It has been said that the eyes are the windows to the soul, and great debate about where the saying originated. There seems to be an instinct that we mirror what is truly in our hearts through our eyes. This is probably why we seek face-to-face communication even though we have so many ways to communicate over long distances. We want to see each others souls. But are we really looking?
As we become adults, we seem to think that the way to show maturity is to find fault with the world and to point it out at every opportunity. We seek to hide our souls from others and turn to sarcasm and exclusion instead of good-natured helping-hand inclusive humor. We stop looking into the eyes of others and become uncomfortable with those who look us in the eye. There are even those who train their eyes to tell lies by looking inside of themselves for feelings instead of looking outward to others with compassion.
Many politicians and priests kiss babies and old ladies and shake all outstretched hands, but are they really connecting with all those souls? They spout platitudes about morality and fairness, but are they open about how they apply these values to their own lives? I think not when I see no truth in their eyes.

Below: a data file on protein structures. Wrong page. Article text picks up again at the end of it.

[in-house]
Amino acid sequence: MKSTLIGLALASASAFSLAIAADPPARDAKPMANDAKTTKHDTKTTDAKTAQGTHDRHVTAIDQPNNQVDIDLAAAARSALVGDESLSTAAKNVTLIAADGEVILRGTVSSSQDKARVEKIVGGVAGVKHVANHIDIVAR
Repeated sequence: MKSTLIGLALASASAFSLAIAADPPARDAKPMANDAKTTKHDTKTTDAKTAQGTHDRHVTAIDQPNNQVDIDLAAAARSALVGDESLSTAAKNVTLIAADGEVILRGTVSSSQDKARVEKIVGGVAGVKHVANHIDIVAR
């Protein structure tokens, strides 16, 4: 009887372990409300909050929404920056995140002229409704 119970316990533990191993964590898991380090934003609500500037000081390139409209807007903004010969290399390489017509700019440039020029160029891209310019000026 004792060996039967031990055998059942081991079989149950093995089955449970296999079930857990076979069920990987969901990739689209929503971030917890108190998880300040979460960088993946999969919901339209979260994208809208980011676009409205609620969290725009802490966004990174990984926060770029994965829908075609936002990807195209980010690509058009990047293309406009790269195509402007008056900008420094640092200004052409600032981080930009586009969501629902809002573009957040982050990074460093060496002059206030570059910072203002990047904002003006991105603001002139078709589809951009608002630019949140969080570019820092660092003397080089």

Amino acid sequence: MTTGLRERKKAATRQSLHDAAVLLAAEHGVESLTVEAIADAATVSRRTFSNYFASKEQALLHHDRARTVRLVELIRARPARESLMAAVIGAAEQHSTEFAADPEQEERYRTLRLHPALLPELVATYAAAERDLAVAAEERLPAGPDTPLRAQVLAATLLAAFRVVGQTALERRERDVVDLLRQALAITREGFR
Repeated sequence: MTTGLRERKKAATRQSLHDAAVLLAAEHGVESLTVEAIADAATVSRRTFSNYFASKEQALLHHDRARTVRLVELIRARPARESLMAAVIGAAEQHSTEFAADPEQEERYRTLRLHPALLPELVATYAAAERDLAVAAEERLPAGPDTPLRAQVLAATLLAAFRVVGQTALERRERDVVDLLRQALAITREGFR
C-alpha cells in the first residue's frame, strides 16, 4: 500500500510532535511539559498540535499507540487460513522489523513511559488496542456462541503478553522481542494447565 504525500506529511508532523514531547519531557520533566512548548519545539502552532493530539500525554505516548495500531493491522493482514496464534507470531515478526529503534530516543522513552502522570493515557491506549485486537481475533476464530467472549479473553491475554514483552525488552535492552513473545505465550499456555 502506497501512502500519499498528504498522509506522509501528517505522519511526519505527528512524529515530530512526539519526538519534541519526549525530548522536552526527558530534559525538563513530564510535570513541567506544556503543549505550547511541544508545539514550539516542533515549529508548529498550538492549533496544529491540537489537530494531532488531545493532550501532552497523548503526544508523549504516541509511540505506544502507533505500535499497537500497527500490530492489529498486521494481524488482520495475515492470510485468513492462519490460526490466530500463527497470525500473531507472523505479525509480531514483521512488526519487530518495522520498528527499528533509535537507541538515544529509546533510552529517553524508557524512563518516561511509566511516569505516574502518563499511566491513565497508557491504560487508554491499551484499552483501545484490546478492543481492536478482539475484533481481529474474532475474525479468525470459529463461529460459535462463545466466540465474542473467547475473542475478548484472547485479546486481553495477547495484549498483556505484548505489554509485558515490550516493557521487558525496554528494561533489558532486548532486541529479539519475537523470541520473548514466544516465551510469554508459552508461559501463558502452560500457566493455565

The first time I ever saw my husband, he appeared very stern and rigid in his demeanor, except when he turned his eyes to my girl friend and her infant son, my godchild. His joyful amazement at the sight of that baby boy radiated from behind his very thick eyeglasses, and I knew he was a man with a gentle soul. Perhaps if he had known how carefully I watch people's eyes, he would have been more guarded.
We went on to become dear friends through interaction with my many young nieces, nephews, and grandchildren. He, being the breadwinner and calming influence and I being the chief cook, diaper changer, and bottle washer. He has continued that sense of wonder and delight in assisting others, but when we lived in a community of mostly retirees, I missed the "little boy" in his eyes that played trucks, trains, and tractors on the floor with the children.
We have moved back to be where his gentle soul can come out to play, and we seek many opportunities to be with the younger people in our lives. I have also had the opportunity to work with him as he shares his "little boy" joy with other men sharing in work on projects. Many see his unbridled excitement and wonder that is evident when a difficult task is shared or mastered as a sign of immaturity, and others never look behind the glasses to see his soul. I see this joyful amazement as the window into the faith "like that of a child." If a person is not able to be delighted by the light of learning in another's eyes, I don't know that they can ever be trusted to bring good into the world.